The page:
"After some lengthy discussion... This is a very well-written piece, with convincing characters, an effective dénouement and a nice twist, and an important social message ... it fell just short of being outstanding... we thought this was an excellently crafted story, with its heart entirely in the right place."

And despite that, they won't publish it. Wow. Just short of outstanding, but not good enough for token pay rates.

And so it's off to another market, a magazine that rejected my last submission thusly:
"Your story was well-written and I could see your characters clearly."

Well, Heaven forbid you should get well-written stories with clear characters. Or support a writer who submits such stuff. And then editors whine about not getting enough quality submissions...

But tenacity is the name of the game. Right after the rejection of the last one, the story sold to House of Horror, where it will appear this month. One man's lengthy, unpublished discussion is another man's sale and readership.

Non carborundum illegitimatus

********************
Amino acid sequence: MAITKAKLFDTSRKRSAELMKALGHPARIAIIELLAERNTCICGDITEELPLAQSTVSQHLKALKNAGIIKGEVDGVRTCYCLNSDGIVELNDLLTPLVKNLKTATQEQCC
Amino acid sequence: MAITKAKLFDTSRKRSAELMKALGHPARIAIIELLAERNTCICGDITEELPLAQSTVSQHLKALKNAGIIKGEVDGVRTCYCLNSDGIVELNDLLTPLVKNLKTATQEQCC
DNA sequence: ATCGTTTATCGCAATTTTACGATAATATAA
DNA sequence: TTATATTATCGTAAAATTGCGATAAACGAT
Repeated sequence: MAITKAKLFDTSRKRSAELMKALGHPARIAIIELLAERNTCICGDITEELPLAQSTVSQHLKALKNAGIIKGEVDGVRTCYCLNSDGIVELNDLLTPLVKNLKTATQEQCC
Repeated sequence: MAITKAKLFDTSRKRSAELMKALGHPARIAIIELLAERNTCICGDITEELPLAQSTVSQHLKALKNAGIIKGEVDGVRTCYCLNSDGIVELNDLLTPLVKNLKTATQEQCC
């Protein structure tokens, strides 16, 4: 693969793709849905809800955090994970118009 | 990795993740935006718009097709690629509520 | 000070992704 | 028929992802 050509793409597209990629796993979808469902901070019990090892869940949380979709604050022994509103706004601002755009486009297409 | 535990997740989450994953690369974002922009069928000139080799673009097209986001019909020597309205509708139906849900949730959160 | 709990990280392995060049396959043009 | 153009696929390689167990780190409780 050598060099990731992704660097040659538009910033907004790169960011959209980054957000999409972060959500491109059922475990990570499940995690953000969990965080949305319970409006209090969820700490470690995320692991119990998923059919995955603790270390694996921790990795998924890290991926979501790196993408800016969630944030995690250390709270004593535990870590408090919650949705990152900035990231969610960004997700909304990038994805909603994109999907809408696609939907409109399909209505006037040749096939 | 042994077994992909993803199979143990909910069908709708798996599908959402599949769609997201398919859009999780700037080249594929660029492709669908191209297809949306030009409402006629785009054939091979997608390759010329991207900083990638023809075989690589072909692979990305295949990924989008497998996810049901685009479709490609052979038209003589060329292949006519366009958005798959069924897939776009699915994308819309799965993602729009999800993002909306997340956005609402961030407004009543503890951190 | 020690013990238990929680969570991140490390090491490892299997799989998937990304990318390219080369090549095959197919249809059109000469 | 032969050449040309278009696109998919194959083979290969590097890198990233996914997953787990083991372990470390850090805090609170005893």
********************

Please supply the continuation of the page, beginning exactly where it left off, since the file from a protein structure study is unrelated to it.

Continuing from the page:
Sunday, November 1, 2009

New Month

Happy Daylight Savings Time, this first day of November. It was a beauty, starting with that lovely extra hour. We should have that extra hour more often- it seems like it 's worth three or more. And the warm sun made it extra special.

Need it after last night, Trick-or-Treating with the kids. This might be my last year doing it. Wah. It was a perfect night for Halloween, an almost-full moon, and ghostly clouds scudding across the sky, driven by a swift wind. Warm enough for costumes without jackets. And a fun person to hang back with while the kids rang doorbells and collected sweet tribute.

All had good, safe fun, and we go into Thanksgiving month with much to be thankful for. In three weeks it's Turkey Time, and then the day and a half until Christmas! It was a fast year, folks. Yeah, there may be 60 days left, but they're booked pretty solid already. It's good to have a full life.